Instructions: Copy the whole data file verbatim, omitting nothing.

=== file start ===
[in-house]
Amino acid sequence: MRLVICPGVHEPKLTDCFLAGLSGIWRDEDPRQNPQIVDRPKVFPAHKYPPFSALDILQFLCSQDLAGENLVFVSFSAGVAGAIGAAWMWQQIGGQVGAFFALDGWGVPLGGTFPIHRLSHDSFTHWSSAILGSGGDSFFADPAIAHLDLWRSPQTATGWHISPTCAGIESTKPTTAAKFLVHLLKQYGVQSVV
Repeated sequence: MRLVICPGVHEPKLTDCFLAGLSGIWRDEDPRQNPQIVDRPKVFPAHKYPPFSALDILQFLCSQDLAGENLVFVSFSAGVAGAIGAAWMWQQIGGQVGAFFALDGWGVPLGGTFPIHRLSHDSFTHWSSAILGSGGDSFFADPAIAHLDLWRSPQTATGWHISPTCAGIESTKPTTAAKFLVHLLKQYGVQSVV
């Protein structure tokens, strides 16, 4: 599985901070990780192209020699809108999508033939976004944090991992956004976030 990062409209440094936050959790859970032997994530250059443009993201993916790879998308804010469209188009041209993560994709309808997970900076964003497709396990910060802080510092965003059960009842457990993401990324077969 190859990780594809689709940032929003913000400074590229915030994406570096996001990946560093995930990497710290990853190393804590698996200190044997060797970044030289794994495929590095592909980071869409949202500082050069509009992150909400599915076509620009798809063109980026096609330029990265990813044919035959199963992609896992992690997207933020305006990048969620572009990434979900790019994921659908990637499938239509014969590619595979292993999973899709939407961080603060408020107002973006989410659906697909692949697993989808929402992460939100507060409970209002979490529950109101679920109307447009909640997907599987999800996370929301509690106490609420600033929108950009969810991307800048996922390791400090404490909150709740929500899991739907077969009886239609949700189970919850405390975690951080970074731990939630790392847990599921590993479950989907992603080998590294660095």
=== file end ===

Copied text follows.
[in-house]
Amino acid sequence: MRLVICPGVHEPKLTDCFLAGLSGIWRDEDPRQNPQIVDRPKVFPAHKYPPFSALDILQFLCSQDLAGENLVFVSFSAGVAGAIGAAWMWQQIGGQVGAFFALDGWGVPLGGTFPIHRLSHDSFTHWSSAILGSGGDSFFADPAIAHLDLWRSPQTATGWHISPTCAGIESTKPTTAAKFLVHLLKQYGVQSVV
Repeated sequence: MRLVICPGVHEPKLTDCFLAGLSGIWRDEDPRQNPQIVDRPKVFPAHKYPPFSALDILQFLCSQDLAGENLVFVSFSAGVAGAIGAAWMWQQIGGQVGAFFALDGWGVPLGGTFPIHRLSHDSFTHWSSAILGSGGDSFFADPAIAHLDLWRSPQTATGWHISPTCAGIESTKPTTAAKFLVHLLKQYGVQSVV
């Protein structure tokens, strides 16, 4: 599985901070990780192209020699809108999508033939976004944090991992956004976030 990062409209440094936050959790859970032997994530250059443009993201993916790879998308804010469209188009041209993560994709309808997970900076964003497709396990910060802080510092965003059960009842457990993401990324077969 190859990780594809689709940032929003913000400074590229915030994406570096996001990946560093995930990497710290990853190393804590698996200190044997060797970044030289794994495929590095592909980071869409949202500082050069509009992150909400599915076509620009798809063109980026096609330029990265990813044919035959199963992609896992992690997207933020305006990048969620572009990434979900790019994921659908990637499938239509014969590619595979292993999973899709939407961080603060408020107002973006989410659906697909692949697993989808929402992460939100507060409970209002979490529950109101679920109307447009909640997907599987999800996370929301509690106490609420600033929108950009969810991307800048996922390791400090404490909150709740929500899991739907077969009886239609949700189970919850405390975690951080970074731990939630790392847990599921590993479950989907992603080998590294660095």